Monday, November 19, 2012
An Update from the Courts
A number of opponents of educational choice have taken to the courts to litigate the future of the programs benefiting low-income families across the country. Here's an update on where things stand nationwide:
Indiana: On Wednesday, the Indiana Supreme Court will hear oral arguments on the Choice Scholarship Program that was enacted into law in 2012. Twelve plaintiffs, including the newly-elected state superintendent of public education, have sued the state claiming the program in unconstitutional. Marion Superior Judge Michael Keele rejected this claim earlier this year and ruled that the program is constitutional. In the 2012-13 school year, more than 9,000 students are using a Choice Scholarship to attend the school of their parents’ choice.
Louisiana: After the Louisiana state legislature—with strong bipartisan support—passed the statewide expansion of the Student Scholarships for Educational Excellence Program statewide, the Louisiana Association of Educator sued to prevent the program from going forward. After a delay, the court date on the program is scheduled for November 28.
Oklahoma: In June, a Tulsa judge ruled the Lindsey Nicole Henry Scholarship for Students with Disabilities Program unconstitutional and there is no word on when the appeal will be heard, though Representative Jason Nelson predicts the program will be heard early next year. In the 2012-13 school year, 188 students are participating in the program and three new schools are accepting voucher students.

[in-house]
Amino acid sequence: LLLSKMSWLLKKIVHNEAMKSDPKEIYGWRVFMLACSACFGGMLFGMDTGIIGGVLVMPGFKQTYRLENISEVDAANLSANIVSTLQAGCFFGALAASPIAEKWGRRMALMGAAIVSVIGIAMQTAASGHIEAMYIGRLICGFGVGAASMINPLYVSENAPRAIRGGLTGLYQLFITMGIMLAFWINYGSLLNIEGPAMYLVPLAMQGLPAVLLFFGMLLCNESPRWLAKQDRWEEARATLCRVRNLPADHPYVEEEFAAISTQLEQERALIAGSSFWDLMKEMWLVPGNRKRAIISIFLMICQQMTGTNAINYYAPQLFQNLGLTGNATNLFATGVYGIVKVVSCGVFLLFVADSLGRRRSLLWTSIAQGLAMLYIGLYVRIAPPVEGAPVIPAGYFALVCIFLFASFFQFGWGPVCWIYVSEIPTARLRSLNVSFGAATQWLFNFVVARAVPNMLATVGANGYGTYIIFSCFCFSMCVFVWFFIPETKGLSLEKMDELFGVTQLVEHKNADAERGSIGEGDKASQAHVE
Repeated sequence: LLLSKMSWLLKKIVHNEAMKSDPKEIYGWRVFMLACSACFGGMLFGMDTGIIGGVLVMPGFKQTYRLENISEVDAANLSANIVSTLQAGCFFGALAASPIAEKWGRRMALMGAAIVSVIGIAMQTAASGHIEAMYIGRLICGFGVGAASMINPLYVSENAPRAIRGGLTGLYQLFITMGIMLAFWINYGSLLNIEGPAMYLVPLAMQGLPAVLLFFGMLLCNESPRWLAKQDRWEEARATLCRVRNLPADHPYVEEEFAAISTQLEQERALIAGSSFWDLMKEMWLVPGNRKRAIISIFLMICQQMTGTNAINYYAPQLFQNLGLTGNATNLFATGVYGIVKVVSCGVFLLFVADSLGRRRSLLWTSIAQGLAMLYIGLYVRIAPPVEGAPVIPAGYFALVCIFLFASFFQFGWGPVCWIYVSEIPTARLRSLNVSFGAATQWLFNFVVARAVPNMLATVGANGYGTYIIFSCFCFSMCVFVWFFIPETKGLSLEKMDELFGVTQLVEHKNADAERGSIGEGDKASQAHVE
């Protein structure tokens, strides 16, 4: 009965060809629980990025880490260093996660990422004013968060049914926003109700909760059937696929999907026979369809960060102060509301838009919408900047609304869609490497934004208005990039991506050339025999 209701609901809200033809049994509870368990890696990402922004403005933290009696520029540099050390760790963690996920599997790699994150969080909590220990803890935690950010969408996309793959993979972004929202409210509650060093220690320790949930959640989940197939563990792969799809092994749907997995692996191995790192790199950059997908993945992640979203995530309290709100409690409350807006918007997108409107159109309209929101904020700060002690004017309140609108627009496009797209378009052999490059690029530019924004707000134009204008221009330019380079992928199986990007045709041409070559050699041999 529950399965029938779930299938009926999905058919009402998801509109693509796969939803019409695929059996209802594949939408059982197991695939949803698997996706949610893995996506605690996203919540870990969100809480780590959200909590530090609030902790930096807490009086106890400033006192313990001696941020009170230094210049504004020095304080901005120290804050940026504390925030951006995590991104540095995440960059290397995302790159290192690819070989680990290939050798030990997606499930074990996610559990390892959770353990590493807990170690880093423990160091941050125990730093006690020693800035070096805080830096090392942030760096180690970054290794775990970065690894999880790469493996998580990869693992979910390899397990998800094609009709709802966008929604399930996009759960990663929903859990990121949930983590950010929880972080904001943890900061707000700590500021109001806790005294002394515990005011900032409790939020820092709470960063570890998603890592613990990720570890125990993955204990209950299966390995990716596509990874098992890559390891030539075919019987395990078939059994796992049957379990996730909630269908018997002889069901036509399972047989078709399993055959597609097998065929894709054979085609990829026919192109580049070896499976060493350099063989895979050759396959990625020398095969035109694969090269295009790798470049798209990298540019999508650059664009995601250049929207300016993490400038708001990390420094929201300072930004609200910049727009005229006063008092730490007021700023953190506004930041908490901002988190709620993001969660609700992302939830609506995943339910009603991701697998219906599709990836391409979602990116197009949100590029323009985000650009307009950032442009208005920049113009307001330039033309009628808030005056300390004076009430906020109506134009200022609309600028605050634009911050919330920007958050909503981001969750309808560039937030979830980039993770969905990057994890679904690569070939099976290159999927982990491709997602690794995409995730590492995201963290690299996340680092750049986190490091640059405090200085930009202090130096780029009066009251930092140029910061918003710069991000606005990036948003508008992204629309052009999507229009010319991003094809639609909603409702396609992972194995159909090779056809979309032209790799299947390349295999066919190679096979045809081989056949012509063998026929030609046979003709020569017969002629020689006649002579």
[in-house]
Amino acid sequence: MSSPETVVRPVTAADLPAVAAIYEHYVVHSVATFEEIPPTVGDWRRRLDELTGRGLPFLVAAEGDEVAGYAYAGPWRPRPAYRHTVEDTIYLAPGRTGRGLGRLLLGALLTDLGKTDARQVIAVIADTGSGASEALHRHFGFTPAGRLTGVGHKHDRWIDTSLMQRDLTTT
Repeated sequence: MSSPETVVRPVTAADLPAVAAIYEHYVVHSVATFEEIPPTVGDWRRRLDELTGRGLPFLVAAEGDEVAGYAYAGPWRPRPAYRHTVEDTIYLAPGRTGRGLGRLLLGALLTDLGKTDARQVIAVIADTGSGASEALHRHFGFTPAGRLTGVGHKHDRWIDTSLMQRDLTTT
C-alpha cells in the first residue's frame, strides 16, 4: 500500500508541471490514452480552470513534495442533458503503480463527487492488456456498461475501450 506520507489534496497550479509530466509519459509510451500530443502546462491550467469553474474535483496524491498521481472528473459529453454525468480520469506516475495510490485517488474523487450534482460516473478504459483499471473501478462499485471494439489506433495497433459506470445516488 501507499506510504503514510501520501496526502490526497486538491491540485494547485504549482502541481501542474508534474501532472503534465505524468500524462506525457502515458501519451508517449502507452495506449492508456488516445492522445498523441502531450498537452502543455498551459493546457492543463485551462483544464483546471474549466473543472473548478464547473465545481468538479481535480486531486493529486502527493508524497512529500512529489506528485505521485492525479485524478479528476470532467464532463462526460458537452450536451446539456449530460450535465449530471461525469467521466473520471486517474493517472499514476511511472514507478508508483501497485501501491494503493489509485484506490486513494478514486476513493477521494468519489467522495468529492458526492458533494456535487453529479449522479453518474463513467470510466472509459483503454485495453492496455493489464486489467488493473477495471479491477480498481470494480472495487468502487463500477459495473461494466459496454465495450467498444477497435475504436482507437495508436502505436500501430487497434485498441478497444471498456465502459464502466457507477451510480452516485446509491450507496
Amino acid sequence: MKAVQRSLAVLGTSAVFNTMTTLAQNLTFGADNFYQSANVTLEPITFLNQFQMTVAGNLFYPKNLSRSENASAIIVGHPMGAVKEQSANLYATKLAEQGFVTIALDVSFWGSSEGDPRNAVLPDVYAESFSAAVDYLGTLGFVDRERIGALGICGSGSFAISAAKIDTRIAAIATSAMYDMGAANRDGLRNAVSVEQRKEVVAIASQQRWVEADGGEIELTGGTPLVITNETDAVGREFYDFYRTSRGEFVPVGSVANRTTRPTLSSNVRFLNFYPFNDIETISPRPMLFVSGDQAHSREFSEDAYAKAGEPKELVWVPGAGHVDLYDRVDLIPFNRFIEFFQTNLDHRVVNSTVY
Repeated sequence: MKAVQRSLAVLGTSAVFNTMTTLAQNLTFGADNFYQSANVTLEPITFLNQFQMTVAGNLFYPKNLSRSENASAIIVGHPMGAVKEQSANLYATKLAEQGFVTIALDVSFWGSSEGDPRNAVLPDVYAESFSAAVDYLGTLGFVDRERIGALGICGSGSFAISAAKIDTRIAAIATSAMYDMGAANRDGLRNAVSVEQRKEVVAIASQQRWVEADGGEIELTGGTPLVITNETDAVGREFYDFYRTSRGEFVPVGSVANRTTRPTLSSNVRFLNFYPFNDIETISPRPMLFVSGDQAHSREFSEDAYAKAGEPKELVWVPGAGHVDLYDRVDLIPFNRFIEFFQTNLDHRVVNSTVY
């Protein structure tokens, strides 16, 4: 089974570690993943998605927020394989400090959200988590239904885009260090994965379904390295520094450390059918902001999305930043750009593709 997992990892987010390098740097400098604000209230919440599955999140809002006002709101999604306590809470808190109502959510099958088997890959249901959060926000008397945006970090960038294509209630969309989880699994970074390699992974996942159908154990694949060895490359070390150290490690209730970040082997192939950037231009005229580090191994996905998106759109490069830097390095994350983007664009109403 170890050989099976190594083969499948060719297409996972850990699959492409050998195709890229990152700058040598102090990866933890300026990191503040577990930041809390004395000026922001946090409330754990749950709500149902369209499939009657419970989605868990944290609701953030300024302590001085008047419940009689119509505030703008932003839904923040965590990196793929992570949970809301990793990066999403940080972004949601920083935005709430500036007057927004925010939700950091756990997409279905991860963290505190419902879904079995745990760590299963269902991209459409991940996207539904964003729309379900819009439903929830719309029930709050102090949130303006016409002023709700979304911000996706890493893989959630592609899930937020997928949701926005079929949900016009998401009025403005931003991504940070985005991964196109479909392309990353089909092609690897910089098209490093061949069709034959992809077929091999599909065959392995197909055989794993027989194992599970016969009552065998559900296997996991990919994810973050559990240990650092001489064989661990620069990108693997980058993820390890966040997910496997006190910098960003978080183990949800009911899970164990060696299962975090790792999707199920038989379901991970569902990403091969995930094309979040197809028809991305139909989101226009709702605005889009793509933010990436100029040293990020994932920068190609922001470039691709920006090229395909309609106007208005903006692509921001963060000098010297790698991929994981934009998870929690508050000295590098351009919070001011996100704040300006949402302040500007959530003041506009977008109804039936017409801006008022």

Douglas County, Colorado: The Colorado State Court of Appeals is hearing oral arguments today on the constitutionality of the Douglas County Choice Scholarship Program. The lower court put an injunction on the program from moving forward after the program was created for students living in the Douglas County School District.
- American Federation for Children | Alliance for School Choice, MSG